`length`

or `population`

,
or even nonsense symbols like ↵ or ◊.
I'll mostly use ordinary English letters.
In Beginning Algebra,
you should have learnt how to solve linear equations
(such as 2*x* = 5
and 3(*t* + 5) = 6*t* − 4)
and seen examples of polynomials
(such as *x*^{2} + 5
and 3*a*^{3} + 5*a* − 8).
Now we will go further
and learn to solve many (although not all) *polynomial equations*.
To solve these equations,
you will need some irrational numbers,
which did not really come up in Beginning Algebra:
the *radicals*,
numbers like √2 and 5 + 6 ^{3}√5.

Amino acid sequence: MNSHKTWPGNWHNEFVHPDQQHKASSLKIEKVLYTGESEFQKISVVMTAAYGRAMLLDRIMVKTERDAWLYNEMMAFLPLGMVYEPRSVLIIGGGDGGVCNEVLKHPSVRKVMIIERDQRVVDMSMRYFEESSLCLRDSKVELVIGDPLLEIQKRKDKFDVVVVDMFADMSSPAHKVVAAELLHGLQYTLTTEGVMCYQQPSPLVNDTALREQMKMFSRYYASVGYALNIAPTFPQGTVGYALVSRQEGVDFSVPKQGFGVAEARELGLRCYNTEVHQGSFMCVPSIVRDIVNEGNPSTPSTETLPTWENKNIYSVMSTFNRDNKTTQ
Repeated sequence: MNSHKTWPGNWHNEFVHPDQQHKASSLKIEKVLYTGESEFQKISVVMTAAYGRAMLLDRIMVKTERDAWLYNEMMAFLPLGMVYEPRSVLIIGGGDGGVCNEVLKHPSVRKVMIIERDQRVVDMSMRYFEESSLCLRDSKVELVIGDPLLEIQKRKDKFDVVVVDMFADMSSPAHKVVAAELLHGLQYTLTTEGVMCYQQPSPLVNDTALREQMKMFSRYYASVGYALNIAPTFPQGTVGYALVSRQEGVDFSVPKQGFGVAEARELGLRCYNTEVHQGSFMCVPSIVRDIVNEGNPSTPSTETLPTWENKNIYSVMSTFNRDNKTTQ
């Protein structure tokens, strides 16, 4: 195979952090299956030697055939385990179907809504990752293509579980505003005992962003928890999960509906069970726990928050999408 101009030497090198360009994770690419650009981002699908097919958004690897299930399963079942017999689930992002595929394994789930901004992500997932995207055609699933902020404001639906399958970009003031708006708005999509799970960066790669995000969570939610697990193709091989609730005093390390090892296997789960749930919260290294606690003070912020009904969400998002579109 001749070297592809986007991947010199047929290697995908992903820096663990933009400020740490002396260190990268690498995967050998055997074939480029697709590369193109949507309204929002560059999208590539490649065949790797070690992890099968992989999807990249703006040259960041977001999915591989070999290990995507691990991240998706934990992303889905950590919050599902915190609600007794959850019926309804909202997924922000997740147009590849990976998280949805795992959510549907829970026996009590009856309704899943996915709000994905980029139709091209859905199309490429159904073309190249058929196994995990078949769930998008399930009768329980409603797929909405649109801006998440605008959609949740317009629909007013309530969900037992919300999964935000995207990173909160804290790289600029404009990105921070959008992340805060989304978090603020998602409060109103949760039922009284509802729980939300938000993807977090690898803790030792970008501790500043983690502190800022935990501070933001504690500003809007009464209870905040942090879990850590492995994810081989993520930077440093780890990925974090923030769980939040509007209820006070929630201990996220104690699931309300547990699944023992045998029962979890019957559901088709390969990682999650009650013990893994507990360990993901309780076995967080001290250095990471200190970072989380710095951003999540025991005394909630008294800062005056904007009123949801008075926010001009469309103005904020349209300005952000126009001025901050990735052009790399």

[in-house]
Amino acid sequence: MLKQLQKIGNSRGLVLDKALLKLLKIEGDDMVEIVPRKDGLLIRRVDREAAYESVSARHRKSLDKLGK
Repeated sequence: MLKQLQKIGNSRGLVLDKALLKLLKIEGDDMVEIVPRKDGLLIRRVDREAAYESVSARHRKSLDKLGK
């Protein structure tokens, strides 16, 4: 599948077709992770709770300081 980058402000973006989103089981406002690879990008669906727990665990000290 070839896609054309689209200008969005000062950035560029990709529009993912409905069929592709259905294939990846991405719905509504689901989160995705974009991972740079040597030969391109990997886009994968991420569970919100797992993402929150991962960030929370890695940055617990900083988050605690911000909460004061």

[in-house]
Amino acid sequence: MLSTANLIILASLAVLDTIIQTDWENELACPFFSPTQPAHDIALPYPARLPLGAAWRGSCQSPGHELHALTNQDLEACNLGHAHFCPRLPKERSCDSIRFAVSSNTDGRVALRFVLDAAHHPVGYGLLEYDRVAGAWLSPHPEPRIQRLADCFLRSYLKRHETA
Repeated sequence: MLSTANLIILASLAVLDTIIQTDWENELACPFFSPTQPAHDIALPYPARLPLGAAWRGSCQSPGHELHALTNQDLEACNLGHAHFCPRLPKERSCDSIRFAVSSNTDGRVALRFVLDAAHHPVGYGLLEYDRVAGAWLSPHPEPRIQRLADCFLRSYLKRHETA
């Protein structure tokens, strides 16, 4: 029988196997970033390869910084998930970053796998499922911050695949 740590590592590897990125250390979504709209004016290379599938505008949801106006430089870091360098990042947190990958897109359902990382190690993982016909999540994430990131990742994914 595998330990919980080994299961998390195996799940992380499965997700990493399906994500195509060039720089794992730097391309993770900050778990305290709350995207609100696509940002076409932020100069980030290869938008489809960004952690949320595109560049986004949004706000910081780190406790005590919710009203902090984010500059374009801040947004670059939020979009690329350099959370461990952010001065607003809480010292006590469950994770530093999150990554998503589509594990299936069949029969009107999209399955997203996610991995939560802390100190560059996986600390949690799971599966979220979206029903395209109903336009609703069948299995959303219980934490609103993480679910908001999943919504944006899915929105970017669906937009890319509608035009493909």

And in the course of studying polynomial equations,
you will also learn about some more algebraic expressions:
the *rational expressions*,
expressions like 5/(*x* + 2)
and
(*y*^{3} − 5)/(2*y*^{2} +
3*y* + 9).

You won't learn how to solve *all* polynomial equations;
that is a very deep subject in general,
which even most math majors never learn completely.
However, you can learn more about them
in College Algebra.

Go back to the course homepage.

This web page was written in 2007 and 2010 by Toby Bartels. Toby reserves no legal rights to it.

The permanent URI of this web page
is
`http://tobybartels.name/MATH-1100/2010s/introduction/`

.